Since the GDPR’s introduction, most email list services now collect this information for you automatically. You’d best double-check before making that assumption, though.
Before the CCPA went into effect, businesses could theoretically block all traffic from European IP addresses and ignore the GDPR. But now, the CCPA demands most of the same privacy rights for California citizens.
Fortunately, if your business is already compliant with the GDPR, complying with the CCPA will be easy.
Like the GDPR, the CCPA grants California citizens the right to control when and how their personal data is collected and used. This involves knowing specifically what data is being collected, how businesses will use their data, and who will be using it.
The CCPA also guarantees consumers the right to access a copy of any data a business has collected from them. Businesses must not only provide easy opt-out options but delete all personal data upon the customer’s request.
Businesses are also required to let their customers opt out of the sale of their information. And if a customer does opt out, the business must continue to provide them with the same services at the same price.
Unlike the GDPR, the CCPA also requires website owners to have a data protection officer on staff.
However, it’s important to note that the CCPA doesn’t apply to all businesses. First of all, it’s only applicable to businesses that deal with California citizens. If none of your customers live in California, then it won’t affect you in the first place.
But there are additional conditions a business must meet for the CCPA to be applicable to them. Most significant is that the business must have annual gross revenue exceeding $25 million.
Next, the business must buy, sell, share, or receive personal information for commercial purposes. And it must use the information of at least 50,000 California consumers, households, or devices in the process.
Finally, at least 50% of its annual revenue must come from the sale of California residents’ personal data.
If you operate a small business, chances are you don’t come anywhere close to meeting those criteria. Even if you’re a large or mid-sized business, if you only have a very small customer base in California, the CCPA probably won’t apply.
This is good news for smaller businesses that can’t justify the expense of hiring a dedicated data protection officer.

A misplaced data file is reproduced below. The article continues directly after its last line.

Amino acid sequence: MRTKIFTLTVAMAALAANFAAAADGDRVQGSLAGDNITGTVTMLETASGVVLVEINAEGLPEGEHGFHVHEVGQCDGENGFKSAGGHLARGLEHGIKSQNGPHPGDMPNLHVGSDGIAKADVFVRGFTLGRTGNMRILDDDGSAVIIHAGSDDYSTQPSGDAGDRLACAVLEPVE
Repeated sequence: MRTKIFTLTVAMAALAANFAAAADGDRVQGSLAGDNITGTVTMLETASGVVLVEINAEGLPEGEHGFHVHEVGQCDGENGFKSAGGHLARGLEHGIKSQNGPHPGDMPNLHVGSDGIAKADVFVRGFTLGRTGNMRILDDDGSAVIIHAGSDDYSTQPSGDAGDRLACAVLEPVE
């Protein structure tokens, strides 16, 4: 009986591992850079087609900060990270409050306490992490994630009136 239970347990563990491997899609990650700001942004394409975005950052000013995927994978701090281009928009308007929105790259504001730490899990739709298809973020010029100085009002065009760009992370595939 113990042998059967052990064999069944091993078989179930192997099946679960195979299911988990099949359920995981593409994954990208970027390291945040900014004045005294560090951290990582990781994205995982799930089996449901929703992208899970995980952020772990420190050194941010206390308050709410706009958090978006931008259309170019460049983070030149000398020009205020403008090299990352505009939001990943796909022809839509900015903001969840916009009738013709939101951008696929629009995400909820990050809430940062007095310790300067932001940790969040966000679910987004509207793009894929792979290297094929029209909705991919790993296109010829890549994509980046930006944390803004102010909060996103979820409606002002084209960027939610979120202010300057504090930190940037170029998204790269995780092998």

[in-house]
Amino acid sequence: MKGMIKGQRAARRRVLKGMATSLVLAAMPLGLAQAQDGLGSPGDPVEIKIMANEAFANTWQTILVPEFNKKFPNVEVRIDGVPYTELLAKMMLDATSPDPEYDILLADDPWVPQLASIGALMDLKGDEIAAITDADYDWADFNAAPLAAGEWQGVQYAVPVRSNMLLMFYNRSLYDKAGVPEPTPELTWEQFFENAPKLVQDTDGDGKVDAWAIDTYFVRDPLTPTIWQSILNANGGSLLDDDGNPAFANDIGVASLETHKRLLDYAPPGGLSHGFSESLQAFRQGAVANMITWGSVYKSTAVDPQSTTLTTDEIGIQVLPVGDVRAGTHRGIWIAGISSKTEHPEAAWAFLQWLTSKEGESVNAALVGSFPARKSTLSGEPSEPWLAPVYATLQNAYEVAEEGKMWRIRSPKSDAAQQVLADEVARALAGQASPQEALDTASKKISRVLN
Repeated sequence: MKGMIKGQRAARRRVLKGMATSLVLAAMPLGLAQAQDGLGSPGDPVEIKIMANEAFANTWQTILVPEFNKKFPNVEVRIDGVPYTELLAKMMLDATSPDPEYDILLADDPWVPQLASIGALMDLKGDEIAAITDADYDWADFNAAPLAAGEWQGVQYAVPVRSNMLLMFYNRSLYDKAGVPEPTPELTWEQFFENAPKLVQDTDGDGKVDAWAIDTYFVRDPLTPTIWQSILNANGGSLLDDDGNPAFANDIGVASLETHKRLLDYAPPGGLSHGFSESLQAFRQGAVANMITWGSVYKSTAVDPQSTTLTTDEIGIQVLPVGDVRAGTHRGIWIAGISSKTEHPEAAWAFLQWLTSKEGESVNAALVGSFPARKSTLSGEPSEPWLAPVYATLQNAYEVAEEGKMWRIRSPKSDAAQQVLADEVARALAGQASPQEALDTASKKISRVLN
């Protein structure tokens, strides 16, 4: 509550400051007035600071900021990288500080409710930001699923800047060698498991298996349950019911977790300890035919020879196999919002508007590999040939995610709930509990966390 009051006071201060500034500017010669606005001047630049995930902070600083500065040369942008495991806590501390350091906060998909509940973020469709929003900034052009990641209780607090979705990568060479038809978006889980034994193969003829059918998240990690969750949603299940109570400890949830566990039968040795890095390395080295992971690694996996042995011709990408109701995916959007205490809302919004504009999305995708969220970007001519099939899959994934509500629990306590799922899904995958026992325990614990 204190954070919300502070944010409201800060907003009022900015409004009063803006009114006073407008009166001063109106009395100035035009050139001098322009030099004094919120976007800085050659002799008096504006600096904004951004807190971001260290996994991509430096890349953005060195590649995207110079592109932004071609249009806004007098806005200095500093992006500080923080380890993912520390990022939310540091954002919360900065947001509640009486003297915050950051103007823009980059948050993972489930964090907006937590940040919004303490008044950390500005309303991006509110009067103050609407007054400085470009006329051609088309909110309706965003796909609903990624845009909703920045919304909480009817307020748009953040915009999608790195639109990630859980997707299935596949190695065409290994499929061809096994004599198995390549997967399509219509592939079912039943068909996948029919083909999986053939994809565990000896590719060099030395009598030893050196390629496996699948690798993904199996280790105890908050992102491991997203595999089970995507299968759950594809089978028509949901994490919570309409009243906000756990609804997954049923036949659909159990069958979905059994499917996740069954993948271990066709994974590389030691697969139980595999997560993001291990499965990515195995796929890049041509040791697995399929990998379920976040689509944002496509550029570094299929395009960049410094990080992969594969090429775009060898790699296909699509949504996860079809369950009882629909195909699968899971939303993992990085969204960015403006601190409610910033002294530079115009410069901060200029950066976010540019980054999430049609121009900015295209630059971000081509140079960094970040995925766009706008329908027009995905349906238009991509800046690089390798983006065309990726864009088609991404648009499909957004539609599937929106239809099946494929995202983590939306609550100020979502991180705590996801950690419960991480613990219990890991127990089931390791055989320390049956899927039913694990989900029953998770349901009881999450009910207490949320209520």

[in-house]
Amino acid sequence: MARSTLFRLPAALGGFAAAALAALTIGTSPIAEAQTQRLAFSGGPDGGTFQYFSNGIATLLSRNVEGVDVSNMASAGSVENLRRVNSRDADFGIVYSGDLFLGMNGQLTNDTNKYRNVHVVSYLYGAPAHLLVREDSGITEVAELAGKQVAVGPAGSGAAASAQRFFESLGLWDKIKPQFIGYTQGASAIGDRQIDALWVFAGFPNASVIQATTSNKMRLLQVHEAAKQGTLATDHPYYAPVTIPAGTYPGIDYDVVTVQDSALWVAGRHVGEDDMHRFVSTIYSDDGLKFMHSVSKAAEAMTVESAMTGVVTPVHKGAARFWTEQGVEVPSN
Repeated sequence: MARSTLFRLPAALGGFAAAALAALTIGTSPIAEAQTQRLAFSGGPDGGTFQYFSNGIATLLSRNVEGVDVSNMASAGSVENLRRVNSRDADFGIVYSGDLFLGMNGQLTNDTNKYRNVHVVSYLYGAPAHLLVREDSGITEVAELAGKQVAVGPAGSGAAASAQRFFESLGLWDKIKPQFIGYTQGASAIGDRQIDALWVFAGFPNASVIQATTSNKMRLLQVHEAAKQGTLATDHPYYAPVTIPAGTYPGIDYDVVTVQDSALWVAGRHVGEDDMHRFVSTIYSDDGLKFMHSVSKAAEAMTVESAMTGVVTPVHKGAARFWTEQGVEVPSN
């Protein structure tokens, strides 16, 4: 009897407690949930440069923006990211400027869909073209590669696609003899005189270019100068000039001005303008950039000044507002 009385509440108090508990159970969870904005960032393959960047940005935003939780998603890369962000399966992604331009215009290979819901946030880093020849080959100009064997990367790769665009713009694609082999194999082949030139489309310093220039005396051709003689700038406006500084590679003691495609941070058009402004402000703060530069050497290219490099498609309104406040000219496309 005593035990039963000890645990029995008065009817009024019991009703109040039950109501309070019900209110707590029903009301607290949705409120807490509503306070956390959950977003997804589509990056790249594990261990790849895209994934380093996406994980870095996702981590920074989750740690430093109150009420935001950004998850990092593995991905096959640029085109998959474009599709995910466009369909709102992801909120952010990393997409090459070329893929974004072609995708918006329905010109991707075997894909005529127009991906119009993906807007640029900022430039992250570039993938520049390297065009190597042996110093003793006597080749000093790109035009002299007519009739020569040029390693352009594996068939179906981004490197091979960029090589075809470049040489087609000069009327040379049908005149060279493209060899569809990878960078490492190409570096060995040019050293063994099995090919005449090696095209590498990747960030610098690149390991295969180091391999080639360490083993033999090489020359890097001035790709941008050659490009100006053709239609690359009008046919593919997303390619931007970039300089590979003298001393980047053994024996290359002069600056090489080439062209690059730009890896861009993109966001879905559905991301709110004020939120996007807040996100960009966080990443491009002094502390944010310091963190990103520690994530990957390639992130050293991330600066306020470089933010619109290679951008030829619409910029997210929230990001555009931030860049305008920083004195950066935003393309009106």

But it’s still wise to follow the other rules detailed in the CCPA. Not because you’re under any legal obligation to do so, but because it’s simply better for consumers.
For the most part, complying with the GDPR will ensure that you’re also CCPA-compliant. There are just a few additional things to keep in mind.
First of all, it’s important to realize that email addresses are considered personal information. So if a California resident requests to have their personal information deleted, you must also remove them from your mailing list.
Several metrics commonly collected by email marketing software also count as personal information under the CCPA. This includes things like which messages a customer opened, which links they clicked, and other behavioral data. It goes without saying that this information must be deleted upon request as well.
You’re also required by the CCPA to tell consumers exactly who you share their information with. This includes your email service provider. If a customer requests to have their data deleted, this request must also be passed on to any other business you’ve shared their data with in the past.
As a disclaimer, nothing in this article should be taken as legal advice. A reputable lawyer is always necessary for guaranteeing your legal standing.
Maintaining a Compliant and Effective Email Strategy
As you can see, all you need to be compliant are a few extra precautions. Not only will this keep you on the safe side of the law, but it will also result in a better customer experience for your audience.
To ensure your email strategy is not only compliant but effective, give our tools at EmailOversight a try. From avoiding your customers’ spam folders to protecting your online integrity, find out what EmailOversight can do for you.